The color specialists at Pantone have declared Marsala the 2015 color of the year. When I look at their paint chip I see dark brick. Maybe I’m colorblind, but when I look at a glass of Marsala wine, it’s a rich burgundy hue, and that’s what I’m sticking with.

According to the Pantone people, this naturally robust, earthy wine red enriches our minds, bodies and souls. I don’t know about painted walls and fabrics, but it sure does the trick for me in a glass or a garden.

I don’t think of myself as a trendsetter, but more than a decade ago, I declared that burgundy was my new beige when it comes to leaves on plants, trees and shrubs. Actually, I think I said purple, but that’s because Heuchera “Palace Purple” was crowned the perennial of the year by the Perennial Plant Association in 1991, and since then dark leaves in the landscape are all the rage in my view. My, how time flies.

Dark leafed plants come in a variety of colors ranging from purple to burgundy to maroon. No matter, I love them all.

One of my favorite “dark” leafed shrubs is the native Ninebark, Physocarpus “Diabolo.” The dark-purple-leafed beauty climbs to 10-plus feet in height, which means it must be pruned back every couple years to fit in many landscapes.

A big trend in the green industry is the introduction of dwarf and miniature shrubs. They fit better into smaller landscapes and require much less pruning.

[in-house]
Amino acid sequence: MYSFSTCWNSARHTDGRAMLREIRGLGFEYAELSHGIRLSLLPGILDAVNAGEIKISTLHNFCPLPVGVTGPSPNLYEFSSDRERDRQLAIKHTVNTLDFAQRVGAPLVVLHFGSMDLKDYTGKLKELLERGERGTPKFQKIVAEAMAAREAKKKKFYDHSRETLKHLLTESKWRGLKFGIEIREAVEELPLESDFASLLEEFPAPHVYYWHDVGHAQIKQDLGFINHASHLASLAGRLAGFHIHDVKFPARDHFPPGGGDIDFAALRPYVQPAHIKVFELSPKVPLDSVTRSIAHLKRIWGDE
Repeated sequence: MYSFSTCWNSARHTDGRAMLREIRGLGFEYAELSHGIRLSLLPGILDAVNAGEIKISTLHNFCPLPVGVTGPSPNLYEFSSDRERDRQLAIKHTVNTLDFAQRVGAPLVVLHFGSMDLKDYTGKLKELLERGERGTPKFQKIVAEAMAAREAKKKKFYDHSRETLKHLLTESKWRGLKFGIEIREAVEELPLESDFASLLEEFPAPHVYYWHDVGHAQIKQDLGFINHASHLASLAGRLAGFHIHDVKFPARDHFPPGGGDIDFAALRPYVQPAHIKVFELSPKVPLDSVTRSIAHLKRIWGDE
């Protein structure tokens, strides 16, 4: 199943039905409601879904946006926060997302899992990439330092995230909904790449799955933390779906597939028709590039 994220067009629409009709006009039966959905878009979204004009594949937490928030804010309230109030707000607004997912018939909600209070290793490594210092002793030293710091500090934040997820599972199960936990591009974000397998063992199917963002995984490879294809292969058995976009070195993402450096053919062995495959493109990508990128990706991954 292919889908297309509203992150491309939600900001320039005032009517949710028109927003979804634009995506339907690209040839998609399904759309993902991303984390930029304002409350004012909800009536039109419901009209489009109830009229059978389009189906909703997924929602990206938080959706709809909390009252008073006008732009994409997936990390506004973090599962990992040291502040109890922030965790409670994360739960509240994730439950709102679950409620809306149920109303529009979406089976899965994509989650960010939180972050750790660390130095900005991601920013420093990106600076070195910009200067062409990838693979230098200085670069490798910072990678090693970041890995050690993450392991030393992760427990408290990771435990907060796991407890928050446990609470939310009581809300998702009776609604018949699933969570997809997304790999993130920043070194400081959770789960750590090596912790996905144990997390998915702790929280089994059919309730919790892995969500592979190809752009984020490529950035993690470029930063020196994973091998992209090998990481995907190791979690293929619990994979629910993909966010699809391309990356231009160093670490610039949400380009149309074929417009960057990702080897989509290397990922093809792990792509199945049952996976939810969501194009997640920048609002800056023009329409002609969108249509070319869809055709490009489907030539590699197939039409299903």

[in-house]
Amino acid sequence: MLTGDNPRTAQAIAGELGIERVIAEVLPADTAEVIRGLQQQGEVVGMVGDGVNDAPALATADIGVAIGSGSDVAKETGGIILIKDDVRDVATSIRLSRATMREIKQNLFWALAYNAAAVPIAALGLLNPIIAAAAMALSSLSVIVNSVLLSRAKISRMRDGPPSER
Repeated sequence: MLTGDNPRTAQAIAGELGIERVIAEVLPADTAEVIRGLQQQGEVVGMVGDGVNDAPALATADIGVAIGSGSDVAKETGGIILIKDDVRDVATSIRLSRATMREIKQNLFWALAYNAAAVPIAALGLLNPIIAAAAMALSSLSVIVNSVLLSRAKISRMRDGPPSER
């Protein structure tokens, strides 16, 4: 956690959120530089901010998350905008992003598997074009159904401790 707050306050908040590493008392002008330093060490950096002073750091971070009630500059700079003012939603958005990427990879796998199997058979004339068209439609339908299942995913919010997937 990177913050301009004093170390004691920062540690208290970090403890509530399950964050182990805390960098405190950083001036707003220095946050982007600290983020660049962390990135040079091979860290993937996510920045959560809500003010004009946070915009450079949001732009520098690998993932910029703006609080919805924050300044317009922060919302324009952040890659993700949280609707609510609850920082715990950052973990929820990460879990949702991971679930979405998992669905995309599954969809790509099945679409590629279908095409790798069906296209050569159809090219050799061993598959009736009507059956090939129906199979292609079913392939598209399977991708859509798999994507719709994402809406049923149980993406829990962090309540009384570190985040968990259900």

“Tiny Wine” Ninebark, a Proven Winners, Color Choice selection, is a lovely 3- to 4-foot dwarf bronze-maroon leafed Physocarpus that’s mildew resistant and hardy to Zone 3.

The dark wine red “Summer Wine” Ninebark typically grows 4 to 6 feet in height, with a more compact growth than “Diabolo.” It’s also mildew resistant.

The Ninebarks can be used in mass plantings, as hedges or screening or as accent plants.

Another wine red native, Cotinus “Grace,” or smoke bush, grown as a tree or a shrub, is a stunner in a full sun landscape that will quickly rise to 15 feet.

Weigela “Wine and Roses” produces wine-colored foliage the entire growing season on a 4- to 5-foot frame.

“Spilled Wine” Weigela matures to just 18 to 24 inches in height and makes colorful filler for the front of a border or an edger along a walkway. Mix in some colorful petunias, and you you’ve got knock-your-socks-off seasonlong color.

Nancy Szerlag is a master gardener and a Metro Detroit freelance writer. Her column appears Friday’s in Homestyle. To ask her a question, go to and click on Ask Nancy. You can also read her previous columns at

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